Apples for Teachers: Monterey College of Law Includes Faculty in Innovative iPad Program

Monterey College of Law announced today that each of its law professors who are teaching core courses will receive an Apple® iPad as part of the law school’s innovative program to provide iPads to each one of its students and faculty. This past August, the school was the first law school in the US to provide iPads for each law student as part of a unique program developed with BarBri, the country’s largest bar review company. This latest initiative will make Monterey College of Law the first US law school to provide iPads to both students and professors.

According to Mitchel Winick, President and Dean of the law school, “the student iPad initiative has exceeded our expectations in only a few months. It was an easy decision to move forward and include our faculty.”

“Our law school is an evening program taught by adjunct faculty members who have full-time day jobs as practicing lawyers and judges,” said Winick. He pointed out that the objectives of the program include, “enhancing educational effectiveness, making faculty jobs easier, and bringing an element of novelty and fun into the mix.”

Stephen Wagner, president of the faculty senate, noted that, “the initial challenge for some of the faculty will be learning how to use the new technology.” Michelle Welsh, a long-term member of the faculty and former president of the faculty senate, pointed out that, “fortunately, many of us have kids, and in some cases grandkids, who are more than happy to get us up to speed quickly.” Welsh has been pilot-testing an iPad since December and reported that it was very useful in preparing for the Spring Semester while traveling. “It was really nice not having to carry a 10 pound book around,” said Welsh. In addition to the unofficial tutoring, the law school will be scheduling faculty iPad training programs and workshops during the Spring Semester.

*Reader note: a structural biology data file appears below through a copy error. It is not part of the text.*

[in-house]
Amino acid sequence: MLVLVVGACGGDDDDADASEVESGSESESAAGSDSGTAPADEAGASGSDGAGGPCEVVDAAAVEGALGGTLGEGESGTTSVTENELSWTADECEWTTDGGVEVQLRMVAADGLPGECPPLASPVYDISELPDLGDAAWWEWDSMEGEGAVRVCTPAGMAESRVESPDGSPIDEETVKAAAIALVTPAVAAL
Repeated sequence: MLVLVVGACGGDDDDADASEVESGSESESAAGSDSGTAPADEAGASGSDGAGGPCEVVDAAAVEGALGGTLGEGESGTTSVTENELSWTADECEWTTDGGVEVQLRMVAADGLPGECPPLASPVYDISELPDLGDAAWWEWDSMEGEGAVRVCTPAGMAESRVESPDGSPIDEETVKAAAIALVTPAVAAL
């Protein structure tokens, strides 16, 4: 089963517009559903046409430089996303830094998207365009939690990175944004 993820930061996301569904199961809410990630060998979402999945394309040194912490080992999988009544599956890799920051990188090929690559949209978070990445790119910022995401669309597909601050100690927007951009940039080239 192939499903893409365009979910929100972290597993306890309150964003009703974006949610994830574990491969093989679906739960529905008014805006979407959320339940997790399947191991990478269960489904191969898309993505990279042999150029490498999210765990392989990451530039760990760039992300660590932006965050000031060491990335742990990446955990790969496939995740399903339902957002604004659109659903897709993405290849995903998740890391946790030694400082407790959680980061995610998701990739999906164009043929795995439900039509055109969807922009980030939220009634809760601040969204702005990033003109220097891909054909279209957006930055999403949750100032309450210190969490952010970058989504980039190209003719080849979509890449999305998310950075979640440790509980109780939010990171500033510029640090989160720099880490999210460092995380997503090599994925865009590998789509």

One of the immediate objectives will be to involve the faculty in the iPad-based academic support network that the students have developed. “Students began using their iPads this past Fall Semester to share course outlines, access and organize on-line resources, organize virtual study groups, and take advantage of on-line BarBri practice exams,” said Elizabeth Xyr, one of the student coordinators of the program. “The law school’s innovative approach provided iPads and access to the BarBri academic support materials,” said Xyr. “However, our students have taken it a step further by integrating social networking, identifying useful apps, and using cloud technology to coordinate and share supplemental study materials.”

“It will be very interesting to get the faculty directly involved in the student’s iPad-based educational community,” said Winick. “In the traditional classroom model, the teacher designs and strictly controls the learning environment. As part of this initiative, we are asking our students to play a leading role in improving the educational process.” Winick believes that this makes Monterey College of Law’s program unique, even among other higher education iPad pilot programs.

“The integration and adoption of the iPad program will allow students to sharpen their knowledge of the substantive law and improve their writing skills,” said Wagner. “It will surely inspire more robust and vibrant class sessions. This by no means signals the end of the traditional case-study method. In fact, it has probably raised the bar and will be sure to foster a greater dialogue in class.”

MCL’s commitment to technological innovation is unusual for a law school. Although a number of universities have initiated iPad pilot programs during the Fall Semester, Monterey College of Law is the first out of more than 200 accredited law schools to provide iPads to both students and faculty.

Leave a Reply

Questions? Call (831) 582-4000